The water system itself was built in the 8th century BCE during the time of Yoash and Jeroboam the Second. It involved digging an open pit through the ancient layers on the western side of the tel, all the way down to bedrock. Here a diagonal shaft was hewn in the rock, down what was presumed to be the water level – probably marked by a clay layer that caught the water seeping through the limestone rocks, the catchment area of the spring. Then a 52-meter long tunnel was hewn through the rock all the way to the spring. Finding the clay layer was a complex operation – but figuring out in what direction to dig was a more complex and difficult task. 

Once the tunnel reached the spring a second stage was embarked upon. The tunnel was deepened and extended to the bottom of the outside pier, so that the water could flow from the spring along the tunnel to the area of the shaft, and from there it was drawn up into the city. Once this was completed the outside entrance to the spring was blocked so that the only access to the water was from inside the city.

The water level that collects in the pool of the spring fluctuates according to the amount of rainfall every year and during the rainy season. Even today after heavy rains the waters from the spring will flood the tunnel keeping it closed for weeks on end.

Use of the water system probably ceased with the Assyrian conquest. We don’t know exactly how this happened, but a gruesome find when the water system was unearthed may provide us with a clue. On the inside of the blocked up original entrance to the spring a skeleton was found – it may have been the soldier who was posted to guard the entrance and who died at his post.

Skeleton discovered at the blocked entrance to the spring. Perhaps the guard assigned to guard the water system on Megiddo’s final hour. (Oriental Institute, Chicago)
The blocked outside entrance to the spring. (Oriental Institute, Chicago)
Left: The tunnel in the 1930s. (Oriental Institute, Chicago) Right: Unearthing the water system shaft. Notice the original steps. (Oriental Institute, Chicago)

תל מגידו

 המשלחות והחופרים

שער הברונזה


הארמון המזרחי

האורוות‭ ‬הדרומיות

עלייתו‭ ‬ונפילתו‭ ‬של‭ ‬המלך‭ ‬הצדיק

Body Language

Painting her mother’s Auschwitz tattooed identification number turned artist Rachel Nemesh’s work into a voyage of self-acceptance as a Second-Generation Holocaust survivor and an emotional deepening of relations between mother and daughter. The results of this voyage can be seen in the exhibition As One, at the Israeli Art Gallery in the Memorial Center in Kiryat Tivon

Assaf Kugler

Rachel Nemesh’s website contains all the usual categories: About; Pictures – with pictures of her work; Jewelry – displaying the results of years of her work before she became a painter; Contact us; and the Testimony of Katia Nemesh. This last category exhibits the photographed testimony with the photos that were transformed into drawings of Nemesh’s mother, Katia, a Holocaust survivor, recounting her experiences during the Holocaust. This surprising twining of professional site and personal family history, of testimony and memory, loss and regeneration, creativity, and mother and daughter relationship embedded in the website, come to their fulfillment in the exhibition “As One” recently opened in the Kiryat Tivon Israeli Art Gallery. The tattooed Auschwitz identification number on her mother’s hand appears again and again in the mother and daughter portraits.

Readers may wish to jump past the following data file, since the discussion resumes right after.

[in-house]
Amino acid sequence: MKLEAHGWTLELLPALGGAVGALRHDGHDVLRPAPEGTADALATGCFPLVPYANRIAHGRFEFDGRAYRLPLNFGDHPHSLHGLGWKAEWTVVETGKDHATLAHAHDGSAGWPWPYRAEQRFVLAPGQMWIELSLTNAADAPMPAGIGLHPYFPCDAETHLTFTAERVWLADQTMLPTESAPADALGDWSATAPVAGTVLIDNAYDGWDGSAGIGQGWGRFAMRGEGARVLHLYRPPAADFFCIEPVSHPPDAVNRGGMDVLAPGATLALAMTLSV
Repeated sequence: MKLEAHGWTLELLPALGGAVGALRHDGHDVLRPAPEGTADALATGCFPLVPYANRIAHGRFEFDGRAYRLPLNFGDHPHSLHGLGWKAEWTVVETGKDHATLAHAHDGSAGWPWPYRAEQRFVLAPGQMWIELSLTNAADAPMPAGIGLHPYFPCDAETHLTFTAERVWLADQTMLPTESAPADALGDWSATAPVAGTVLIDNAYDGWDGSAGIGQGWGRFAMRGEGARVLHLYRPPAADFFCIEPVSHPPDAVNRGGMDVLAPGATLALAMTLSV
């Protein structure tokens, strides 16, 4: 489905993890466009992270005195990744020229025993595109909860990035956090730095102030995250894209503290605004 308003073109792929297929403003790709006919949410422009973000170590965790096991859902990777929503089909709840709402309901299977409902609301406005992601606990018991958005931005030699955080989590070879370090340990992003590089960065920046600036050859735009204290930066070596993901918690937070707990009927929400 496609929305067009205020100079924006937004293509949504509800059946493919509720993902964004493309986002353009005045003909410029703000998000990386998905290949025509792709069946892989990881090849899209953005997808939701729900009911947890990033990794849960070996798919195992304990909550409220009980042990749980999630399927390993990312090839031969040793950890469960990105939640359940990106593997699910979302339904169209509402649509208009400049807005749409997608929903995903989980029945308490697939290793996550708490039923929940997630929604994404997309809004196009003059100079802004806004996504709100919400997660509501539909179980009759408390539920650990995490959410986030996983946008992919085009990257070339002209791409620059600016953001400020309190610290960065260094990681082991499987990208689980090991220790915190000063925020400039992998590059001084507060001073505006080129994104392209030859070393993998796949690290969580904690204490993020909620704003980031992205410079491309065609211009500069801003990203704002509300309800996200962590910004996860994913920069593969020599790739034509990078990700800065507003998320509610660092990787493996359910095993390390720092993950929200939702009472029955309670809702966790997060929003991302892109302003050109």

I belong to the second generation of Holocaust survivors, and this defines me and has defined me for my entire life. It characterizes my behavior, my relations with others, with my mother, with my children—even my relation to art.

Rachel Nemesh was born to Katia and Dov, in Kiryat Tivon, a small town overlooking the Jezreel Valley. “I grew up on “the Hungarian Street,” where many of the olim from Transylvania and Hungary had settled. After finishing high school, I studied photography and took art classes at the Avni Institute of Art and Design in Tel Aviv, in plastic arts. Thirty years ago, I abandoned the field of plastic arts and opened a jewelry studio.
Eight years ago, Nemesh closed her studio and began to study painting with Eli Shamir. “From that day, I knew that I had to dedicate my life to painting.” Five years ago, she decided to paint a portrait of her mother. The painting would be the beginning of the current exhibition with profound realism in oil paintings portraying art that ties the two issues of Second-Generation Holocaust survivors, and the feminist look of the mother-daughter relationship.

The idea of turning the paintings into an exhibition about her mother was born after a visit by curator Michal Shachnai Ya’akobi. Shachnai was so impressed by the big oil paintings and immediately asked when a presentation could be ready.
The exhibition opened four years later, on March 5, 2020, and after just a week closed because of the COVID-19 outbreak. Nemesh’s mother, the central object of the exhibition, was locked down in her room in the old age home in Kiryat Tivon.